Professor Kristin Lanzoni taught "The Art and Architecture of Early Modern Venice" course to Macalester College art history students in the Spring of 2010. Using plans, elevations, paintings, and prints of now lost sixteenth-century Venetian monuments, groups of students recreated the exterior and interior appearance of three different ecclesiastical spaces with the architectural program, Google Sketch Up. Perusing seventeenth-century guidebooks and descriptions of the artwork contained in the interior spaces, students tracked down those paintings and sculptures now scattered in various museums, churches, and collections and placed them into this recreated setting. The result is the ability for “visitors” to visualize and experience historically important early modern architectural monuments that would otherwise be inaccessible to viewers.
These image sets are companion pieces to the three research projects completed by Kristin Lanzoni’s Art and Architecture of Early Modern Venice class in the Spring of 2010. This project was an opportunity for students to re-build an early modern ecclesiastical monument of great significance now lost to Venice. There were several components of the project that came together to form a compiled study. The goal was to understand better the urban landscape of early modern Venice, the appearance and construction of the now lost monument, as well as examine and reconstruct its original contents.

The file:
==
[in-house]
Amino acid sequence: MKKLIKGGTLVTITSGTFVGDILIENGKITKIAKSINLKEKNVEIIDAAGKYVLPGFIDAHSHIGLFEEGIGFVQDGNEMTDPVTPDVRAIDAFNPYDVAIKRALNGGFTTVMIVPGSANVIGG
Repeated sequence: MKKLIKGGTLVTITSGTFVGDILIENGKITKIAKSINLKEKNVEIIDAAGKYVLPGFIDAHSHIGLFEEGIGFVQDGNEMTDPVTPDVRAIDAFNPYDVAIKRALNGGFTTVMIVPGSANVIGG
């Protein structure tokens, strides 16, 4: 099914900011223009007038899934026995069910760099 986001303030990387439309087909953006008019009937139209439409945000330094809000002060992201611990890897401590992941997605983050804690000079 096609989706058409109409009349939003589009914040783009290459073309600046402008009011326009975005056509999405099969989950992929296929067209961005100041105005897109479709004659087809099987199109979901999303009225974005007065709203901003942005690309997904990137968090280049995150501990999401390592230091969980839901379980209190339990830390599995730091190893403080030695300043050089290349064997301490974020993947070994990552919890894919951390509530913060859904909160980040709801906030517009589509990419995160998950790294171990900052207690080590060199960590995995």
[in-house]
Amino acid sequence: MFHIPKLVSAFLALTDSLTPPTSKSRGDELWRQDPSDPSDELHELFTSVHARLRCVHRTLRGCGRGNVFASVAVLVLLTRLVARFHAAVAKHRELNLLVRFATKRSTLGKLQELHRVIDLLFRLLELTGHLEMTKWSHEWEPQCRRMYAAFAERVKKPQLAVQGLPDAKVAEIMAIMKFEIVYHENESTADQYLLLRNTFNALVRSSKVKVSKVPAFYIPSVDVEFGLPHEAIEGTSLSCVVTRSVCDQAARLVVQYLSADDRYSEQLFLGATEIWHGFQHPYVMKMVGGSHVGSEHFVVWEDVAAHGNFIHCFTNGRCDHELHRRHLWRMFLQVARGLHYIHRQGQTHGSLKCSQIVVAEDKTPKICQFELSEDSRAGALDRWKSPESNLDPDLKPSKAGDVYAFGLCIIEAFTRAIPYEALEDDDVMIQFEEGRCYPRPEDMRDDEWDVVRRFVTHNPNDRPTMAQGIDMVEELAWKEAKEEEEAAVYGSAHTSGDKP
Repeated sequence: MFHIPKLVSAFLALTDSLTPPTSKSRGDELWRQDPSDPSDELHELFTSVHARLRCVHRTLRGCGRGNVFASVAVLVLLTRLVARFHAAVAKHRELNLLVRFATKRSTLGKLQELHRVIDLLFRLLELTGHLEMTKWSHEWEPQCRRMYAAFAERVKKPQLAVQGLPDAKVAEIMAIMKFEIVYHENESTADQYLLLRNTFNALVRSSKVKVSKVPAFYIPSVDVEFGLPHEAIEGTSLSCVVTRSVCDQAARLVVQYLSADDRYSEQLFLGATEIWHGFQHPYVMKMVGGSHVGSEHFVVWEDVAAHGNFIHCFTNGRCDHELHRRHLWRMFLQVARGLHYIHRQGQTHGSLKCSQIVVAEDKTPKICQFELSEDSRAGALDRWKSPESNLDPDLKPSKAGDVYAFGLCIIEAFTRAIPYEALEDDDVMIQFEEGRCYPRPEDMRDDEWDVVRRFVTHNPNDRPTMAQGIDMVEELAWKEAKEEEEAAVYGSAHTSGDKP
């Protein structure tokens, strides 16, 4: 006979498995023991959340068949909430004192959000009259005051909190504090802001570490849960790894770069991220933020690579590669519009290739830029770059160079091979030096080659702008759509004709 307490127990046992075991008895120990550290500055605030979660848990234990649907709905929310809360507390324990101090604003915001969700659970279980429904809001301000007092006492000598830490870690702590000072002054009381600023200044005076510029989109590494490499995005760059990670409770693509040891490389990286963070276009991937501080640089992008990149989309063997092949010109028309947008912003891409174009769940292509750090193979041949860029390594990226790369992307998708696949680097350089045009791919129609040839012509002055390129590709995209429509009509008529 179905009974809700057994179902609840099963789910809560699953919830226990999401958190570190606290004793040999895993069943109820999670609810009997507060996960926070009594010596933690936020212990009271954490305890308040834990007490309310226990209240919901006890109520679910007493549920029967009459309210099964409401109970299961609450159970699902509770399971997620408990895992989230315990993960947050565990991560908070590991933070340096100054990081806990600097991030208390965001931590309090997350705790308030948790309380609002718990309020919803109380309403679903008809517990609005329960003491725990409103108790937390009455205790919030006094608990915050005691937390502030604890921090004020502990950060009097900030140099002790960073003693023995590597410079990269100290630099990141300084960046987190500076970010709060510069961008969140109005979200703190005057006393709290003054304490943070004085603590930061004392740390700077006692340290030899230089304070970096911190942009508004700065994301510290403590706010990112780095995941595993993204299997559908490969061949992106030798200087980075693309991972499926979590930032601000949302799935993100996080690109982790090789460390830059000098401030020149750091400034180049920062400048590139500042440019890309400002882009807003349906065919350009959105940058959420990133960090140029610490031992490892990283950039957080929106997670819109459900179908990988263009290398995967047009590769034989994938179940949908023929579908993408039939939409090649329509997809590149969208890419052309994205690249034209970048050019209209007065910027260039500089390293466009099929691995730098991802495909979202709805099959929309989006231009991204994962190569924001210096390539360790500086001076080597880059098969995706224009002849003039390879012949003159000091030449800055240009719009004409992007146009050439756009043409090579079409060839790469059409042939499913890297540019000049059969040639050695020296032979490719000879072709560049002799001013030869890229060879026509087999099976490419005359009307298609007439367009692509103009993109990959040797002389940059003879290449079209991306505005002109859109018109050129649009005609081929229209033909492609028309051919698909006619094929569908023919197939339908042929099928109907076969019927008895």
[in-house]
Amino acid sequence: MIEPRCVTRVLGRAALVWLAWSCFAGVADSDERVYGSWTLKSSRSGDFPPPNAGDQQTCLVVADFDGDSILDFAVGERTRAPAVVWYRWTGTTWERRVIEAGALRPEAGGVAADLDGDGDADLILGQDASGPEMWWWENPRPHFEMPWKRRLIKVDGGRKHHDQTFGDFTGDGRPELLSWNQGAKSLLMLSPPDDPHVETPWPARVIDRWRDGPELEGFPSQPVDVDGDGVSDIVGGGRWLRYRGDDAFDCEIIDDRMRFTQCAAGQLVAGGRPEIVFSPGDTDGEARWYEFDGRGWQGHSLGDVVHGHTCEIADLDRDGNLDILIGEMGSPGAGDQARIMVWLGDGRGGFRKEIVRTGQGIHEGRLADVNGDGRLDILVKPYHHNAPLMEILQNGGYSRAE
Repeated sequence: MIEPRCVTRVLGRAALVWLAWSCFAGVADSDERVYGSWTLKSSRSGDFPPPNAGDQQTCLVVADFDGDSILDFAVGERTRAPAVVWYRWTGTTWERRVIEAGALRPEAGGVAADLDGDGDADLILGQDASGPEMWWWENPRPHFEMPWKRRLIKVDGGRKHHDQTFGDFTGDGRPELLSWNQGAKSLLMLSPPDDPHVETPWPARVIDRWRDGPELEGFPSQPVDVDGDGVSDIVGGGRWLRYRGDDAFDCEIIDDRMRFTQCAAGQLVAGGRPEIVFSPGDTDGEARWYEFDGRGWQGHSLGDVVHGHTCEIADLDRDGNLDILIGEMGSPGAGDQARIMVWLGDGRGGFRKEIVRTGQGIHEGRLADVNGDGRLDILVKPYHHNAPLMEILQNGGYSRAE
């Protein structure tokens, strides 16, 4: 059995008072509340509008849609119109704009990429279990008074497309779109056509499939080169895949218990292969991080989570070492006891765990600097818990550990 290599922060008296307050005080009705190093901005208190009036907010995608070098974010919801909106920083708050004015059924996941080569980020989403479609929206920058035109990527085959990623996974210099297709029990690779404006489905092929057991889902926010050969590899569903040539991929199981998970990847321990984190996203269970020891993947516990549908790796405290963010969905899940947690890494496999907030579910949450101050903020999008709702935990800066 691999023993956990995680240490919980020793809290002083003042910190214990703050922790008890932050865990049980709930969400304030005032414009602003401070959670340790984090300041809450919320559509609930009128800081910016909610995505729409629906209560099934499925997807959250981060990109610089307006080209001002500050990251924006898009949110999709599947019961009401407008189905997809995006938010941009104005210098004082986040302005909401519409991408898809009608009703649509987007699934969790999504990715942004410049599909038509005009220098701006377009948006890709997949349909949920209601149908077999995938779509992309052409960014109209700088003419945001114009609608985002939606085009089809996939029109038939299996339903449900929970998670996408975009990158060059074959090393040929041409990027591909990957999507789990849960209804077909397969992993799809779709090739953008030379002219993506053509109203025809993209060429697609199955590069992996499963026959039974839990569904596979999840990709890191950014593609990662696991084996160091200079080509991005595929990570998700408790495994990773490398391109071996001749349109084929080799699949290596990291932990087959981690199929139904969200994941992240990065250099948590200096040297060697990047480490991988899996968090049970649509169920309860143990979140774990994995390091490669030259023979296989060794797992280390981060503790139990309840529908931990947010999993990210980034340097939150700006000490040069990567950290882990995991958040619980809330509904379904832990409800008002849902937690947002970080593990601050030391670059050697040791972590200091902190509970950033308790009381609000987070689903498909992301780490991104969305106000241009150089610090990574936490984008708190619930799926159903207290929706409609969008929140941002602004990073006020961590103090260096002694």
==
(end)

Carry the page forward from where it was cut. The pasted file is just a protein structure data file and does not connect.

There were three ecclesiastical structures reconstructed digitally by groups of 4 to 5 students. These Venetian monuments include: Santa Lucia originally in the district of Cannaregio, an Augustinian convent complex; San Geminiano originally in the district of San Marco, a parish church; and Sant’Antonio de Castello in the district of Castello, a monastery complex. For each monument, the group conducted research as to the monuments’ original appearance, its significance to Italian architecture, its relevance to the urban construct of Venice, and what was originally contained in the structure. Plans, elevations, prints, and paintings of the building were used to recreate it digitally using Google Sketch Up. Finally, a catalogue of what was originally contained within the space was compiled using 16th and 17th-century inventories and descriptions.